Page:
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Jindal: Actually, Obama does love America

Just days after calling Obama's love of country "immaterial,” Gov. Bobby Jindal walked things back.
Gov. Bobby Jindal (R-LA), speaks at an event in Washington on Feb. 9, 2015. (Photo by Bill Clark/CQ/Roll Call/AP)
Gov. Bobby Jindal (R-LA), speaks at an event in Washington on Feb. 9, 2015.

Just days after calling President Obama's love for his country "immaterial,” Louisiana Gov. Bobby Jindal says actually, the president does love his country.

“The president loves America, he loves our country. There’s no doubt about that,” Jindal, a likely 2016 Republican presidential contender, said outside the White House Monday following an event with Obama and the nation's governors. 

It's a surprising shift for Jindal, who sided with Rudy Giuliani after the former New York City mayor questioned the president’s love of country at a private dinner for Wisconsin Gov. Scott Walter, another likely 2016 GOP contender. Walker side-stepped questions about Giuliani's remarks the next day, saying he "didn’t know" if the president loved his country. Jindal, for his part, went further, calling Obama's feelings "immaterial" because he's an "incapable" leader. In case there was any question, a Jindal spokesman sent out a blast email promoting the remarks, titled, “Gov. Jindal Refuses to Condemn Mayor Giuliani.”

RELATED: Bobby Jindal’s campaign to be 2016’s wonk 

Jindal did soften, however, after GIuliani published an op-ed in the Wall Street Journal walking back his remarks. 

"As I’ve said all along, I think the mayor should have used different words to express what he wanted to say. I didn’t want to throw him under the bus. I know the media loves to see Republicans attacking other Republicans,” Jindal said. “I think the point that the mayor was trying to make is an important one.”

Jindal has been working to raise his profile in recent weeks by focusing on national security and terrorism. In London, he spoke out about the existence of “no-go zones” in Europe—a widely discredited claim that certain areas of Europe are ruled by rogue Muslims. Jindal has also vehemently critized Obama for refusing to tie violent extremism directly to Islam.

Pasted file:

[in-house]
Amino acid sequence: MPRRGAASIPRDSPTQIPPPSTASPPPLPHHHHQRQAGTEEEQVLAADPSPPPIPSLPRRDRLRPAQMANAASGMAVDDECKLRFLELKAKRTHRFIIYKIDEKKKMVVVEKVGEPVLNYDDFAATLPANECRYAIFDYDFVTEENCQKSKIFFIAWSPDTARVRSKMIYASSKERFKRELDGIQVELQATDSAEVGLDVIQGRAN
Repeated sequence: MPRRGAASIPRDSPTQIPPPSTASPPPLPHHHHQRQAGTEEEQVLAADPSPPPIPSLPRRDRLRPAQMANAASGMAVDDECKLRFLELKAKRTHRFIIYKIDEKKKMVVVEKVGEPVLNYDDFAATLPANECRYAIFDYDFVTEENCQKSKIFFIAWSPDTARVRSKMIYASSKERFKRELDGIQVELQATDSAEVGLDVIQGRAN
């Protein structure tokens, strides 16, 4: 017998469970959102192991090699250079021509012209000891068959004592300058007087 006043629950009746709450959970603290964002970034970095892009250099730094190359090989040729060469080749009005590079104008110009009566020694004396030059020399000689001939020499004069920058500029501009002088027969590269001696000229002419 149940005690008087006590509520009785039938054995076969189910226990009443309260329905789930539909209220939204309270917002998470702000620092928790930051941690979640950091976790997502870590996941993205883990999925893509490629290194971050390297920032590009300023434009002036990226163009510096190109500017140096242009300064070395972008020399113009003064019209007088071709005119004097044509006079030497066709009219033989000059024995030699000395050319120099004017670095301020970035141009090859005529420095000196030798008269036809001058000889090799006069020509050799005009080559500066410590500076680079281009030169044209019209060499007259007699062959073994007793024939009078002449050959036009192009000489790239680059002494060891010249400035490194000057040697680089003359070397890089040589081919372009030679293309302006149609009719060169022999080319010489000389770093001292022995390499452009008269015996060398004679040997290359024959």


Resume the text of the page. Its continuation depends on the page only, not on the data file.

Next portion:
RELATED: Obama: We’re fighting violent extremism, not a religion

“President Obama has shown the country that he is incapable of being commander-in-chief of the United States of America,” Jindal wrote in a Fox News editorial. “One of the defining military challenges of our time is the spread of radical Islamist terrorism, and President Obama has focused more on criticizing America and lecturing the American people than on devising a plan to hunt down and kill these extremists.”

Jindal reiterated that argument in his remarks outside the White House.

"There are many of us that are very concerned about the president's unwillingness to call out radical Islamic terrorism and the threat that we face as a country," he said. "I wrote an op-ed today saying that I think that the president has really disqualified himself to be our commander-in-chief because he will not, not only identify this threat but take the steps that are necessary to defeat this threat."

In particular, Jindal wants Congress to remove the 'No boots on the ground' portion of the president's Authorization for Use of Military Force (AUMF).

"Whether there are plans to use ground troops now or not I think our military commanders need to have the tools they need to defeat the radical islamic terrorists that threaten us," Jindal said.